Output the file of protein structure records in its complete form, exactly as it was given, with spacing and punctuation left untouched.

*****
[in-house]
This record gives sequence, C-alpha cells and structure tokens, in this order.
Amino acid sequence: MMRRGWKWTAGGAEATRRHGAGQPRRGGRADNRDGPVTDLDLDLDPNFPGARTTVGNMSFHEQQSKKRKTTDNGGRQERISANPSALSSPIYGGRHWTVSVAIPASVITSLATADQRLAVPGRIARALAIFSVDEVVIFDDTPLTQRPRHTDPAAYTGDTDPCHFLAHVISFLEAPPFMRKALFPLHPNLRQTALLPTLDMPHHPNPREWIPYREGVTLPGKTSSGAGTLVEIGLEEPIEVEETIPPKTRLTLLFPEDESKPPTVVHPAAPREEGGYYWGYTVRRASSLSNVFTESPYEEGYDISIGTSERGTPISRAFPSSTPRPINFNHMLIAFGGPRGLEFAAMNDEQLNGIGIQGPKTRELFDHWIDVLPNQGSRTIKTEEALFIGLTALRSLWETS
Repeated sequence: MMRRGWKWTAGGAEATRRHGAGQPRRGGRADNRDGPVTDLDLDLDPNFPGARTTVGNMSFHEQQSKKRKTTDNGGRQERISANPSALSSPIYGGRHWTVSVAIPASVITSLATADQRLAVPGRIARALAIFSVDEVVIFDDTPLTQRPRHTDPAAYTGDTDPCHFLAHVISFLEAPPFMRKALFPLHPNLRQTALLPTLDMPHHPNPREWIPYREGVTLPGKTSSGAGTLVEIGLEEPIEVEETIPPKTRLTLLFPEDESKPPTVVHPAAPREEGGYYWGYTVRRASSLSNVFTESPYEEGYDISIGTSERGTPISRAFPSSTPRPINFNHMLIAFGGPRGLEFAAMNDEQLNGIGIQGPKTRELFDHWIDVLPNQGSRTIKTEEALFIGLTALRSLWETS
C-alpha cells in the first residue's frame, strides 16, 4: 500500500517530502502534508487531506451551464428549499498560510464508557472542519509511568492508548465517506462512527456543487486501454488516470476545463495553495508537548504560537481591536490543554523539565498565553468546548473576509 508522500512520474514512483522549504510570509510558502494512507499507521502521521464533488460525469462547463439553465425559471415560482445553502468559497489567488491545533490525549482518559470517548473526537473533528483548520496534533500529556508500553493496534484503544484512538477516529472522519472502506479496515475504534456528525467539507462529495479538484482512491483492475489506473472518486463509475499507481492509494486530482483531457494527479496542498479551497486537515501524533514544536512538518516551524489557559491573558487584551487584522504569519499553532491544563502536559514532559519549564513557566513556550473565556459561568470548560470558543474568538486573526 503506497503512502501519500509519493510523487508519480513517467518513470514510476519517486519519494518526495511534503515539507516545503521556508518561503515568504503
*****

[in-house]
This record gives sequence, C-alpha cells and structure tokens, in this order.
Amino acid sequence: MMRRGWKWTAGGAEATRRHGAGQPRRGGRADNRDGPVTDLDLDLDPNFPGARTTVGNMSFHEQQSKKRKTTDNGGRQERISANPSALSSPIYGGRHWTVSVAIPASVITSLATADQRLAVPGRIARALAIFSVDEVVIFDDTPLTQRPRHTDPAAYTGDTDPCHFLAHVISFLEAPPFMRKALFPLHPNLRQTALLPTLDMPHHPNPREWIPYREGVTLPGKTSSGAGTLVEIGLEEPIEVEETIPPKTRLTLLFPEDESKPPTVVHPAAPREEGGYYWGYTVRRASSLSNVFTESPYEEGYDISIGTSERGTPISRAFPSSTPRPINFNHMLIAFGGPRGLEFAAMNDEQLNGIGIQGPKTRELFDHWIDVLPNQGSRTIKTEEALFIGLTALRSLWETS
Repeated sequence: MMRRGWKWTAGGAEATRRHGAGQPRRGGRADNRDGPVTDLDLDLDPNFPGARTTVGNMSFHEQQSKKRKTTDNGGRQERISANPSALSSPIYGGRHWTVSVAIPASVITSLATADQRLAVPGRIARALAIFSVDEVVIFDDTPLTQRPRHTDPAAYTGDTDPCHFLAHVISFLEAPPFMRKALFPLHPNLRQTALLPTLDMPHHPNPREWIPYREGVTLPGKTSSGAGTLVEIGLEEPIEVEETIPPKTRLTLLFPEDESKPPTVVHPAAPREEGGYYWGYTVRRASSLSNVFTESPYEEGYDISIGTSERGTPISRAFPSSTPRPINFNHMLIAFGGPRGLEFAAMNDEQLNGIGIQGPKTRELFDHWIDVLPNQGSRTIKTEEALFIGLTALRSLWETS
C-alpha cells in the first residue's frame, strides 16, 4: 500500500517530502502534508487531506451551464428549499498560510464508557472542519509511568492508548465517506462512527456543487486501454488516470476545463495553495508537548504560537481591536490543554523539565498565553468546548473576509 508522500512520474514512483522549504510570509510558502494512507499507521502521521464533488460525469462547463439553465425559471415560482445553502468559497489567488491545533490525549482518559470517548473526537473533528483548520496534533500529556508500553493496534484503544484512538477516529472522519472502506479496515475504534456528525467539507462529495479538484482512491483492475489506473472518486463509475499507481492509494486530482483531457494527479496542498479551497486537515501524533514544536512538518516551524489557559491573558487584551487584522504569519499553532491544563502536559514532559519549564513557566513556550473565556459561568470548560470558543474568538486573526 503506497503512502501519500509519493510523487508519480513517467518513470514510476519517486519519494518526495511534503515539507516545503521556508518561503515568504503